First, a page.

father, Roy Cowser, spent two consecutive harvest seasons in the
cotton fields of West Texas just
after he turned twenty. He told us of some of his experiences there
as one of hundreds of cotton
pickers. In 1911 he boarded the Cotton Belt train (St. Louis Southwestern
Railway), at Saltillo
bound for Fort Worth.
From Fort Worth
he took a train to Stamford
and then boarded a train bound for Spur.
The railroad from Stamford
had just been constructed two years before.
Swante Maagnus Swenson, an immigrant from Sweden, owned many acres
of land in West Texas and micro-managed the affairs on the ranches
located on his property. He organized the Stamford Northwestern
Railway Company. In l908 workers began to construct a railroad from
a site on one of Swenson’s ranches. On November 9, 1909, immediately
prior to the completion of the Stamford and Northwestern Railroad’s
tracks, Swenson began to sell town lots. According to Jim Corder
in his memoir Lost in West Texas, thirty days later the town
had 50 businesses and 60 residences. It also had a telephone system
and water works.
and the towns nearby were begun by entrepreneurs, many of whom had
advertised in Eastern newspapers the opportunities for enterprising
business people in the developing towns of West Texas. Lawrence
Shames wrote about these developers, some of whom paid people to
live in the town until after a census was taken so that exaggerated
population figures could be included in advertisements. These developers
also paid drovers to harness their mules to cabins and drag the
buildings to the new town before a count was taken of houses and
father picked cotton for a farmer
of Swedish descent who had homesteaded acreage near the town of
The Swede may have been encouraged to emigrate to Texas
by S. M. Swenson. Emigrating to Texas
in the 1830s, Swenson was the first Swede to move into that state.
As he acquired more and more land, he encouraged other Swedes to
emigrate. During the decade between 1880 and 1890 one-fourth of
the population of Sweden left the country, many of them coming to
the United States.
As a worker hired by the Swedish family, Cowser shared a bunkhouse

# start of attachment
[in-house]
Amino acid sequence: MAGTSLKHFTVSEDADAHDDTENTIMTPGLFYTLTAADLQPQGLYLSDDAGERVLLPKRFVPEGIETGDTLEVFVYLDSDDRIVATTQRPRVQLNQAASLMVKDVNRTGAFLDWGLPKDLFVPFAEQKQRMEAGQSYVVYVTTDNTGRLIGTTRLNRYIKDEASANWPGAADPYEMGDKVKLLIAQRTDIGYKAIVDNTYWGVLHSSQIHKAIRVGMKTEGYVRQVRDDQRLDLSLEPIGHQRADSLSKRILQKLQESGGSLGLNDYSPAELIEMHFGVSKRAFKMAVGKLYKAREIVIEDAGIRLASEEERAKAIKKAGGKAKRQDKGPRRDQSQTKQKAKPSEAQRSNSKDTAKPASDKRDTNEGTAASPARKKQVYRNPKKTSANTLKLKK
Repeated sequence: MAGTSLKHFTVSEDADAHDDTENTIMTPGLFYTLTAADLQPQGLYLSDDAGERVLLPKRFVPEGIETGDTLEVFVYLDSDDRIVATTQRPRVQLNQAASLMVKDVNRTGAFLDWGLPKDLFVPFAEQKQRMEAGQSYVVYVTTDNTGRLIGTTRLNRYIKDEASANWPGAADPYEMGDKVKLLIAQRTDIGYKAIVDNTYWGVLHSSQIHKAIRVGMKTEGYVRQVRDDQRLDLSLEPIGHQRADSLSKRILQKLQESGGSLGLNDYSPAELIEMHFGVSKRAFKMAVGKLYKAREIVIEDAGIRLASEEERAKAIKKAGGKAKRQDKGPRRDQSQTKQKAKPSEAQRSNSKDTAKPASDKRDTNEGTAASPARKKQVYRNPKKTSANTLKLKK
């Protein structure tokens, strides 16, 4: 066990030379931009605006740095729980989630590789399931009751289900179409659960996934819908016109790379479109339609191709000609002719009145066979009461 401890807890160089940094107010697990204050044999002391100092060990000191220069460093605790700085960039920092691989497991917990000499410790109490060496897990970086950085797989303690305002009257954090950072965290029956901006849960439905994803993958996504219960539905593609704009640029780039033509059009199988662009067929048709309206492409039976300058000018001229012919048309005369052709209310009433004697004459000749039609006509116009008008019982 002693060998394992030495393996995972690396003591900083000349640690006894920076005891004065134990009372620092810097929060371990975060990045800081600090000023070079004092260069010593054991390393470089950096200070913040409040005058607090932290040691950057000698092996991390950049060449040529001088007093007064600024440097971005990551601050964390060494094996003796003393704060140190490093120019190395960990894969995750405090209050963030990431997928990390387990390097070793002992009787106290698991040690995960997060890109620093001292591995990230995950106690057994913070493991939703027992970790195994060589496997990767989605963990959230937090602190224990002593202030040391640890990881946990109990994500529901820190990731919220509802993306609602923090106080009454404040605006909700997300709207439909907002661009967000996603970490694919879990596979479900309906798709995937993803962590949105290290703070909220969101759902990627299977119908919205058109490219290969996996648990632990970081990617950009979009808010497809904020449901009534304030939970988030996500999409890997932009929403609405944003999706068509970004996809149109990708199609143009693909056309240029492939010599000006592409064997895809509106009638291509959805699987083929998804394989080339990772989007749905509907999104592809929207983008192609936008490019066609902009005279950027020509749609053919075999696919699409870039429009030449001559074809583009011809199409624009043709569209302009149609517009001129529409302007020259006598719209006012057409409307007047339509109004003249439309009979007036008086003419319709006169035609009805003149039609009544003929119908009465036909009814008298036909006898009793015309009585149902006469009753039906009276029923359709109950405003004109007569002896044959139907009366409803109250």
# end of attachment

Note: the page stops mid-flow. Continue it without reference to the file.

with several other Anglo pickers, most of whom came from East
Texas. The owner provided a cot for each of the workers assigned
to the room, which had an earthen floor. The Mexican pickers lived
in tents on the property, thirty or forty of them sleeping inside
From his employers, Cowser learned some expressions in Swedish;
years later he taught me and my brother to count to ten in the language.
Once he tried to help us translate a couple of recipes written in
Swedish that we found in our mother’s cook book.
Recreation opportunities were few for transient farm workers in
the small towns of Afton,
McAdoo, and Spur,
all in Dickens County. My father mentioned that on Sunday afternoons
some of the other workers played dominoes in the back rooms of general
stores in these towns. Two partners opposed two others in a game
of Forty-two, also popular among the pickers. Instead of joining
the other workers on the excursion into town on Sundays, my father
usually continued picking cotton. At the end of the harvest season
he returned to his parents’ farm four miles south of Saltillo.
the early fall of 1912 my father again took the St. Louis Southwestern
train from Saltillo
to Fort Worth; then
he rode the Fort Worth and Rio Grande tracks to Brady,
which at that time was the end of the line. The railroad reached
Brady in 1904.
He seldom talked about the time he spent picking cotton
With some of the cash my father earned as a cotton
picker, he leased a corner of the general store in Greenwood,
a crossroads community in Hopkins County approximately three miles
from his father’s farm. He bought a press and cleaning fluid and
began to operate a dry cleaning business.
In 1940 my father took the family to Lubbock
to visit relatives. When we drove through Dickens,
he reminisced about the time he spent in the county twenty-nine
G. Cowser December
30 , 2011
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